The ability to rapidly detect circulating small RNAs, in particular microRNAs (miRNAs), would further increase their already established potential as biomarkers in a range of conditions. One rate-limiting factor is the time taken to perform quantitative real time PCR amplification. We therefore evaluated the ability of a novel thermal cycler to perform this step in less than 10 minutes. Quantitative PCR was performed on an xxpress® thermal cycler (BJS Biotechnologies, Perivale, UK), which employs a resistive heating system and forced air cooling to achieve thermal ramp rates of 10 °C/s, and a conventional peltier-controlled LightCycler 480 system (Roche, Basel, Switzerland) ramping at 4.8 °C/s. The threshold cycle (Ct) for detection of 18S rDNA from a standard genomic DNA sample was significantly more variable across the block (F-test, p=2.4x10-25) for the xxpress (20.01±0.47SD) than the LightCycler (19.87±0.04SD). RNA was extracted from human plasma, reverse transcribed and a panel of miRNAs amplified and detected using SYBR green (Kapa Biosystems, Wilmington, Ma, USA). The sensitivity of both systems was broadly comparable and both detected a panel of miRNAs reliably and indicated similar relative abundances. The xxpress thermal cycler facilitates rapid qPCR detection of small RNAs and brings point-of care diagnostics based upon circulating miRNAs a step closer to reality.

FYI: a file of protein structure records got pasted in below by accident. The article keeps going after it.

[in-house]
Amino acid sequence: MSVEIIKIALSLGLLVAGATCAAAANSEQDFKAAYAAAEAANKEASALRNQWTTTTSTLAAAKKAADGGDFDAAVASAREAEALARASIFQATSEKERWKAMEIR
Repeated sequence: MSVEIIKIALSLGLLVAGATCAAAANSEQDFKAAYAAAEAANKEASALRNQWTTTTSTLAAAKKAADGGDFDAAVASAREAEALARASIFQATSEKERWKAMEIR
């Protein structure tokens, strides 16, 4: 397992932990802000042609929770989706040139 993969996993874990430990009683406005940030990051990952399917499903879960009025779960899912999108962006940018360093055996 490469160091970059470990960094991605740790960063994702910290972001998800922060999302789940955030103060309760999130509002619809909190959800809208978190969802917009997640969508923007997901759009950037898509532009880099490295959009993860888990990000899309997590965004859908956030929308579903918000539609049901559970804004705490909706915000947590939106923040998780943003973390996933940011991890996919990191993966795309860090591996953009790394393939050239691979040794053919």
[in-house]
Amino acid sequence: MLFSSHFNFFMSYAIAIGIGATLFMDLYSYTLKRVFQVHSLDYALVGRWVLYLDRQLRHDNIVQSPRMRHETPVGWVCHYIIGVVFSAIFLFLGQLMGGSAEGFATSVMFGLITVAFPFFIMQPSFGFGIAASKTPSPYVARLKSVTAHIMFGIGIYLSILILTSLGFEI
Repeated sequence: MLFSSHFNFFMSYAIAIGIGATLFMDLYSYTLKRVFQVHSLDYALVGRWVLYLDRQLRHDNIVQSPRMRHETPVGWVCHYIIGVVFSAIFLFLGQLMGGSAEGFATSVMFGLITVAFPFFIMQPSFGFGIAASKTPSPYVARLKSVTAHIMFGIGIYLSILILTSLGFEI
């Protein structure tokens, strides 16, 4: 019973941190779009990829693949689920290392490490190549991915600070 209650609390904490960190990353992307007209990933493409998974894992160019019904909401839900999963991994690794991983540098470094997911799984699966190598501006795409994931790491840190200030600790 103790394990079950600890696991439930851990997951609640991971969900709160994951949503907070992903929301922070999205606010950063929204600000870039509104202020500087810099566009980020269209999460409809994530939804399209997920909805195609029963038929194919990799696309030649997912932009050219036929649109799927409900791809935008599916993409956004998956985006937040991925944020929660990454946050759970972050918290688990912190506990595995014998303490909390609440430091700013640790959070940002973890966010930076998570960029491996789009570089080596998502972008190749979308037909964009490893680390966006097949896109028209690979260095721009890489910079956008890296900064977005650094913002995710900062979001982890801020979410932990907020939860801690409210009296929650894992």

|Number of pages||9|
|Publication status||Published - May 2015|